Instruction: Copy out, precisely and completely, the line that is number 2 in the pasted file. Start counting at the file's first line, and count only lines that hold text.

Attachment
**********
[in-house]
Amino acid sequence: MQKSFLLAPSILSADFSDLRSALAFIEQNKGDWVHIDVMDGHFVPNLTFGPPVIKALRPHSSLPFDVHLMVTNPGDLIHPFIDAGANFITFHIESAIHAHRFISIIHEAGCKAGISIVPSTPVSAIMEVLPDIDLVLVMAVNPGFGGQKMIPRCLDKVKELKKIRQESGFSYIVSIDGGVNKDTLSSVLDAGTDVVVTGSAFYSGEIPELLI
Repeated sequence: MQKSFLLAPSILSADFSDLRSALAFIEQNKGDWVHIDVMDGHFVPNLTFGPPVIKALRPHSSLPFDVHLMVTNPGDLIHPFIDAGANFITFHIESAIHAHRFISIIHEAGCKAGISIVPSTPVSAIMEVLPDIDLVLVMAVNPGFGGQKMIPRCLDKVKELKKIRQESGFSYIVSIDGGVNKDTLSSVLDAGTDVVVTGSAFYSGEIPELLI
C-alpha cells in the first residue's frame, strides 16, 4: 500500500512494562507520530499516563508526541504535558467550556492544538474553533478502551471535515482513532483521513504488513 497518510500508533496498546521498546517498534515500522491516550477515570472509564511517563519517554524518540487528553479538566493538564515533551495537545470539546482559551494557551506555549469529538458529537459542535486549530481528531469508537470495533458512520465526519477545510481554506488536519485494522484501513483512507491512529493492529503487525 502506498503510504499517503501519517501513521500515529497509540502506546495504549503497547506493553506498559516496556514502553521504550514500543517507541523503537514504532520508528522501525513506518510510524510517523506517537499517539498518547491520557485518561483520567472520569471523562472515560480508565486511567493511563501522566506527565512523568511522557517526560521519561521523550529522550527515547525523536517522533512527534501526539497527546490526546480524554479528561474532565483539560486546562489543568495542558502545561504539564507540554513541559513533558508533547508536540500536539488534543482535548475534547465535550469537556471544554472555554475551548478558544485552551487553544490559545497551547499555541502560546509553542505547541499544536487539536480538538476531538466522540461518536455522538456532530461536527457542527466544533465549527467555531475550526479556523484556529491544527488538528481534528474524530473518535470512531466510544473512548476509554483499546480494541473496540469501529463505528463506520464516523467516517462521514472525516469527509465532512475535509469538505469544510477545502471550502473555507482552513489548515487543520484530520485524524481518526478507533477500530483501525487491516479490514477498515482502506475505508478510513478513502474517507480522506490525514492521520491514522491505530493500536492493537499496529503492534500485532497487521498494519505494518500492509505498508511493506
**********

Amino acid sequence: MQKSFLLAPSILSADFSDLRSALAFIEQNKGDWVHIDVMDGHFVPNLTFGPPVIKALRPHSSLPFDVHLMVTNPGDLIHPFIDAGANFITFHIESAIHAHRFISIIHEAGCKAGISIVPSTPVSAIMEVLPDIDLVLVMAVNPGFGGQKMIPRCLDKVKELKKIRQESGFSYIVSIDGGVNKDTLSSVLDAGTDVVVTGSAFYSGEIPELLI